Most of the buildings surrounding the plaza or square in the center of Trinidad belonged to the wealthy landowners and sugar traders of the day. All the colonial era properties surrounding the plaza date from the 18th and 19th centuries from a time when trade in sugar industry from the nearby Valle de los Ingenios and the slave trade brought great immense wealth to the whole area.
The trade in sugar decreased in Trinidad and when the slave trade ended in the mid-19th century, Trinidad lost much of its wealth at which time little building work continued until the end of the 1950s. For this reason, many of the historic buildings and streets were preserved, especially the grand colonial edifices surrounding the Plaza Mayor. Today, many of the former houses surrounding the square are museums dedicated to the period during which the city was a Mecca for the sugar trade.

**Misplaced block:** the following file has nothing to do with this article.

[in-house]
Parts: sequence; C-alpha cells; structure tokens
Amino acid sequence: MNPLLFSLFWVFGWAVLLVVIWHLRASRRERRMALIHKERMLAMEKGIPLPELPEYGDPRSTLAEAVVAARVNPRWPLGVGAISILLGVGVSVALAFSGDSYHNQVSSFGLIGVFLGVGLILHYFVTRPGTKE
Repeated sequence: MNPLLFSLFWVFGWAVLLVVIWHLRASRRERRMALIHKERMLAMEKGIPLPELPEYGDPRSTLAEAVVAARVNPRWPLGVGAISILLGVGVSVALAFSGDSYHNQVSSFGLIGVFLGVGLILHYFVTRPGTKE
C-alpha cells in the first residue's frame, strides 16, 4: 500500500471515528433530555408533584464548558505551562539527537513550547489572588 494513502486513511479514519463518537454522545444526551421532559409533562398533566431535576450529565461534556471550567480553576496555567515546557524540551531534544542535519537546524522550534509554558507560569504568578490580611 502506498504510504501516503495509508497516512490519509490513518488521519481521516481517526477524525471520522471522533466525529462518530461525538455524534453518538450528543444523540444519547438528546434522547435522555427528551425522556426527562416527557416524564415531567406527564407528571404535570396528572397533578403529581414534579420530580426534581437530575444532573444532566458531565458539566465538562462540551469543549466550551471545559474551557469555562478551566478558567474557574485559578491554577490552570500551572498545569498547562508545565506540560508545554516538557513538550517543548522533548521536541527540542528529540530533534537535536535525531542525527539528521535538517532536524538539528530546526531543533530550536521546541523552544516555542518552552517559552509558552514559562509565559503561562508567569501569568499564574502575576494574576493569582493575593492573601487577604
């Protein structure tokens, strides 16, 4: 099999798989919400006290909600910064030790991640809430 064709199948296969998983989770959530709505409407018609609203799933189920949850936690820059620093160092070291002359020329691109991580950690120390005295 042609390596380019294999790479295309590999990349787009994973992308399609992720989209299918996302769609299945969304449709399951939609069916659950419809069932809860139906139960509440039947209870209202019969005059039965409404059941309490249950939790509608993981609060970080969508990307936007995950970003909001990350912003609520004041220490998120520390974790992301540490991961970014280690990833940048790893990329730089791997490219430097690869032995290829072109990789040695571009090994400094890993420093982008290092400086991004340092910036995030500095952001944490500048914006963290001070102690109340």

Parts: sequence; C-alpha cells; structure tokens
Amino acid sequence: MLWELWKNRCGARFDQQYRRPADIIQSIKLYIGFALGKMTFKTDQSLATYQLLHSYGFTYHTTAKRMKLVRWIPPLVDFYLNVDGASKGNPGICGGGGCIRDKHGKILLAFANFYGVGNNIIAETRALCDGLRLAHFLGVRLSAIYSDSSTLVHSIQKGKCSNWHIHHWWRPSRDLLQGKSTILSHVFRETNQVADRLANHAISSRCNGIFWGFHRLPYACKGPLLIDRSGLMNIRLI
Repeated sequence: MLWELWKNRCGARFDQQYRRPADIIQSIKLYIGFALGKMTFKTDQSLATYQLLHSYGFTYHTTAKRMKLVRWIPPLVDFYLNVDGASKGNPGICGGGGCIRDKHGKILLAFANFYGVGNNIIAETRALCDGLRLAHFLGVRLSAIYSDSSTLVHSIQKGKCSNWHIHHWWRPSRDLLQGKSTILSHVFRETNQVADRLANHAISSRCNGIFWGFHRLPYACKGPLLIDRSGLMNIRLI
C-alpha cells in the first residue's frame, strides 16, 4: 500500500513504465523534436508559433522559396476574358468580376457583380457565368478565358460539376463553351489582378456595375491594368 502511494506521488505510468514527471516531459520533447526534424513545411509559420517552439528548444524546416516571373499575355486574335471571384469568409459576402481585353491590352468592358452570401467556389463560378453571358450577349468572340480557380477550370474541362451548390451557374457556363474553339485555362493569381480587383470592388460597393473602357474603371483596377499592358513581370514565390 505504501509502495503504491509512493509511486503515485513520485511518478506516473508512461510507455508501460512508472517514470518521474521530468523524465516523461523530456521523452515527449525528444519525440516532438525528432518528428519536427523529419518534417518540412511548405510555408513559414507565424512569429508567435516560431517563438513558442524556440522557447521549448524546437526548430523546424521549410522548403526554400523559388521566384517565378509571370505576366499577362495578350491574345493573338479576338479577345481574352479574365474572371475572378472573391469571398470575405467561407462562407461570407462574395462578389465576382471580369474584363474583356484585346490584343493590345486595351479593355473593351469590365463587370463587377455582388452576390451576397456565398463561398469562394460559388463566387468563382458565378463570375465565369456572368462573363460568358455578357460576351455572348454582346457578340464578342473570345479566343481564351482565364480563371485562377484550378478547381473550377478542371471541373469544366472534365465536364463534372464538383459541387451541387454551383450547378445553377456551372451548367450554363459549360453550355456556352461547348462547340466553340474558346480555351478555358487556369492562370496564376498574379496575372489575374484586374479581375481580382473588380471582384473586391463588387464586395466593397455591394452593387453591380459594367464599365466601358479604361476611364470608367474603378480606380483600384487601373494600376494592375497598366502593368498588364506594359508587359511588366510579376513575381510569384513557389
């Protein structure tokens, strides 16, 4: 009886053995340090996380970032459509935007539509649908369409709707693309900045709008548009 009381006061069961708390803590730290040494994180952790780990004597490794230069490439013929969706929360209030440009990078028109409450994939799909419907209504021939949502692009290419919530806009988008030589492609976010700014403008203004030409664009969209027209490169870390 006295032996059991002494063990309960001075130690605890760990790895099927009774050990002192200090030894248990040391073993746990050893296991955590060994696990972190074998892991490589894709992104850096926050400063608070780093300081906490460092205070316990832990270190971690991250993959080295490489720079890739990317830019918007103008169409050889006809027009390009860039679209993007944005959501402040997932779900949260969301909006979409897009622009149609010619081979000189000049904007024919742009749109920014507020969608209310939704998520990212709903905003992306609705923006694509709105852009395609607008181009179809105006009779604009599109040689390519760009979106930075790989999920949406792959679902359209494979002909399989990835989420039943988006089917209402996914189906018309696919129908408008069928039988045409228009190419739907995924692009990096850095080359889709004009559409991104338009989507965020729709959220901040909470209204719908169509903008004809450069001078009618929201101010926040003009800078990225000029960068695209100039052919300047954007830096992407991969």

The beautiful Plaza Mayor has numerous communal gardens on raised platforms, with pedestrian walkways traversing each garden. As a result the four small garden beds are fenced off by the original white wrought-iron fences of the day which have stood the test of time. Adding to the charm, cobbled streets circle the square, dividing it from surrounding properties. An additional treat for visitors are the original wrought-iron lamp-posts, English greyhound statues, and columns with large terra-cotta roofing to decorate the borders of the plaza.